REVIEW: Dancing at Lughnasa

Friel’s Dancing at Lughnasa offers a gentle yet moving portrait of an impoverished Irish family, says Jamie P. Robson.

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Audience members are guided through the action of Dancing at Lughnasa by the narration of Michaela Evans (Ellen McGrath) — the illegitimate daughter of Chris Mundy (Elise Hagan), one of five impoverished sisters living together — as she looks back upon the summer of 1936.

The action of the play occurs over a single month, as the summer dwindles into autumn, and she, a young child then, bears witness to how her family’s way of life is slowly undercut by changing times and stagnant social attitudes.

Michaela’s narration of the action grants the audience access to something of the poignancy with which she remembers the summer. McGrath’s assured performance ties the play together, Michaela’s gentle smile and hindsight-aided narration encouraging the audience to share in the odd kind of happiness gleaned from the act of bittersweet remembrance, from looking back at a time when things were hardly perfect, but worse was yet to come.

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Ellen McGrath as Michaela (Image Credit: Johannes Hjorth)

 

The set is busy but generally effective: a crowded kitchen simulates the bustling Mundy home; a wireless dominates the table as it often dominates the conversation. The confines of the Playroom usually help to evoke both the warm intimacy and slight claustrophobia of a family living so closely together, yet are also something of a hindrance: especially, for example, when the wireless intermittently bursts into life — bringing joy to the room, always too briefly — and the sisters want to dance, and that vibrant impulse to move is hampered by the size of the space; the irrepressible, vivacious movement is rendered precarious, slightly awkward to perform.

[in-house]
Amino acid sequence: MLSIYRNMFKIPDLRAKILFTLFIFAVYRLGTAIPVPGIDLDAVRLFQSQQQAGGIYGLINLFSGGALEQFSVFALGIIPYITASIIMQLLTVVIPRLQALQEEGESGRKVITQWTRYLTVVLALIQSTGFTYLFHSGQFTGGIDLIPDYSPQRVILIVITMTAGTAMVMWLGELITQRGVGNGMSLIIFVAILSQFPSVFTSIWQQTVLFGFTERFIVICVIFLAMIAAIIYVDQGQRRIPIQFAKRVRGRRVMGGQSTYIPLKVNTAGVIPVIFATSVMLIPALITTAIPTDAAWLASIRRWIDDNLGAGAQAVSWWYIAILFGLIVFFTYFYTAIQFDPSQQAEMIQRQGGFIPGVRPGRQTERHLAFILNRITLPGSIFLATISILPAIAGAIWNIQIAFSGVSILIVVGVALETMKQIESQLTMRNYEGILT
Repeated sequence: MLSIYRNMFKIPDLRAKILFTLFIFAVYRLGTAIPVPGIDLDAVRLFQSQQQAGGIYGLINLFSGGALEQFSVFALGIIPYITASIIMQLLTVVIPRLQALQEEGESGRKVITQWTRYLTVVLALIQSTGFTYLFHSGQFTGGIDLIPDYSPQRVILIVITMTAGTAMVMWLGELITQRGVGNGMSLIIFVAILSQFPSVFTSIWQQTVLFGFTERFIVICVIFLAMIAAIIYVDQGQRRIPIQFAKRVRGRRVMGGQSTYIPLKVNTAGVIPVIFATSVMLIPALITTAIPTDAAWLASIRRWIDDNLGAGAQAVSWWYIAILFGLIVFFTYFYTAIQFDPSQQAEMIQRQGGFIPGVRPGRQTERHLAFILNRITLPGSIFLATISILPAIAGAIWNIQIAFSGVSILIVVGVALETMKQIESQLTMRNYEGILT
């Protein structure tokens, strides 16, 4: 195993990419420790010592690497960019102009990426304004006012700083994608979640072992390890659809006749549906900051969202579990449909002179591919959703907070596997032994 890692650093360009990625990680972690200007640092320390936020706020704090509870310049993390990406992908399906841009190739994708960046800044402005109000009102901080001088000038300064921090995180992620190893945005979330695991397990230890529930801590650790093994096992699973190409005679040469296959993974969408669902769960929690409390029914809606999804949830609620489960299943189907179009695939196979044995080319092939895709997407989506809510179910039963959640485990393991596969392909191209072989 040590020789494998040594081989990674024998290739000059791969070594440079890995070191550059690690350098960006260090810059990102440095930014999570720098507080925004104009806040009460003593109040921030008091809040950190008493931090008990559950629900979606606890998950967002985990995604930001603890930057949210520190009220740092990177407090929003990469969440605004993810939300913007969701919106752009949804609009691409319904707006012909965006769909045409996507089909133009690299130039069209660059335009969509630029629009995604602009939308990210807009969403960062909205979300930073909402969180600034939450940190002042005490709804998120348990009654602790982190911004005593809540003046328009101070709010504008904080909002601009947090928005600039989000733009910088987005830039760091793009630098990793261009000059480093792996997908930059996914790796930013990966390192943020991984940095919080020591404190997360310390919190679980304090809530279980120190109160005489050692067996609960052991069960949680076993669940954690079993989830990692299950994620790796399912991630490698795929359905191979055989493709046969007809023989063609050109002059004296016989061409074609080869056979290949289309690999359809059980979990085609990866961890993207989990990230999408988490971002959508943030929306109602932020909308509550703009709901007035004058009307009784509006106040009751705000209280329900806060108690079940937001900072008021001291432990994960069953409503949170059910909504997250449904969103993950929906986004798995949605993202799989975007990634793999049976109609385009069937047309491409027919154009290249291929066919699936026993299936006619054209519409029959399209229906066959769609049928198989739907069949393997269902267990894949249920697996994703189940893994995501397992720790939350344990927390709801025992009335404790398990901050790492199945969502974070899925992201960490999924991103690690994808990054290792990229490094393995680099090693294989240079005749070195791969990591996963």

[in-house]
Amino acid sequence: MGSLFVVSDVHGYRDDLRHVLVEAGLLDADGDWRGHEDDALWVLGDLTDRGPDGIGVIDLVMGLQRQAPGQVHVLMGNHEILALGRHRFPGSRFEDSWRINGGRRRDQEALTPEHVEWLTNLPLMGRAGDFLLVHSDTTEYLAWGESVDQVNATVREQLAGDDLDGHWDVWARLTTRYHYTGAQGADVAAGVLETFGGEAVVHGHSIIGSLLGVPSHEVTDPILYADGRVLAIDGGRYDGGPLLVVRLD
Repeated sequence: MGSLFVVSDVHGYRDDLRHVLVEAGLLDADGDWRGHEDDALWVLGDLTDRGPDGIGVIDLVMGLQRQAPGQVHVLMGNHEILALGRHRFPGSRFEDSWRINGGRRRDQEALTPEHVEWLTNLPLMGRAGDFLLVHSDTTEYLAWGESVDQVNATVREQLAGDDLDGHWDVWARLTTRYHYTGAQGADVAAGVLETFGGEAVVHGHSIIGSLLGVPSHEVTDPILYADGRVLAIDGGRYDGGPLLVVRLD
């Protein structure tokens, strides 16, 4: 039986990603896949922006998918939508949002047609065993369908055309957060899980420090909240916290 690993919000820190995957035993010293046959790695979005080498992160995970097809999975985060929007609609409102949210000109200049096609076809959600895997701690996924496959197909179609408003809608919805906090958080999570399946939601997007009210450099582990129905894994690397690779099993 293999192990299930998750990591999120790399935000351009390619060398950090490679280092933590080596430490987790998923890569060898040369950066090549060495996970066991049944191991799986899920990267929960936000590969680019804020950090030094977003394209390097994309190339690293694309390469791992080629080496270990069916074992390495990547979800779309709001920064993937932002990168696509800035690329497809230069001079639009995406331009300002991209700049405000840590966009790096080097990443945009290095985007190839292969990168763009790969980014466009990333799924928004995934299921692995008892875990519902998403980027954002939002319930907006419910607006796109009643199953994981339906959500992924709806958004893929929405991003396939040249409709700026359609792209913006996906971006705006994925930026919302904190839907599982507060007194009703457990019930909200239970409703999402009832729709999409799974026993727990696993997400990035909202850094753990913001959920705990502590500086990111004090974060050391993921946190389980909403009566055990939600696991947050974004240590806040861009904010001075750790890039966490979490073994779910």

Being a fairly gentle, domestic drama, the play lives or dies by its performances. The cast, thankfully, is very capable — including in the maintenance of their accents, despite the (inevitable and forgivable) occasional slippage. The sisters’ world is disrupted by the arrival of two men, their brother Jack (Enrico Hallworth) — recently returned from missionary work in Uganda — and Gerry Evans (Stanley Thomas), Chris’ lover and the father of Michaela.

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The capable cast of Dancing at Lughnasa (Image Credit: Johannes Hjorth)

Jack is a rather dazed man, irreversibly altered by his experience in Africa; Hallworth’s performance is one of genial confusion, of a man left bewildered by the culture which used to be his own. His English accent, however, (whilst infinitely preferable to the alternative of a bad Irish one) unhelpfully conceals the fact that he is the sisters’ brother, confusing the play for a time until the dialogue makes the relation explicit.

Gerry is initially presented as a cad: we learn that after fathering Michaela he soon deserted her mother — and whilst this is not an aspect of the character one forgets, Thomas’ compelling performance complicates matters, as it should. His warmth, charm, and easy banter combine to craft an onstage figure of palpable charisma and (what seems to be) genuine sincerity. The ambiguity of the character thereby produced is a delight. It’s an impressive portrayal from a fresher actor who, following a similarly laudable performance in Coram Boy, is beginning to make his mark

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An impressive cast (Image Credit: Johannes Hjorth)

The rest of the cast also impress, though the constraints of space prevent a comprehensive litany of assessment. Alex Ciupka is particularly commendable, capturing, beneath an amiable exterior, Maggie’s indefatigable commitment to simply keeping going, to finding things to be happy about, reasons not to despair, and Connie Dent’s Rose evokes considerable sympathy on account of her naïvety and concomitant vulnerability.

Although Lughnasa does, admittedly, begin as something of a slow-burner, it steadily grows into a rather compelling, microcosmic portrait of 1930s Ireland, of the nobility present within the determined struggle to overcome the myriad hardships of an ordinary life — the economic, the social, the familial, and the romantic.

3.5/5 stars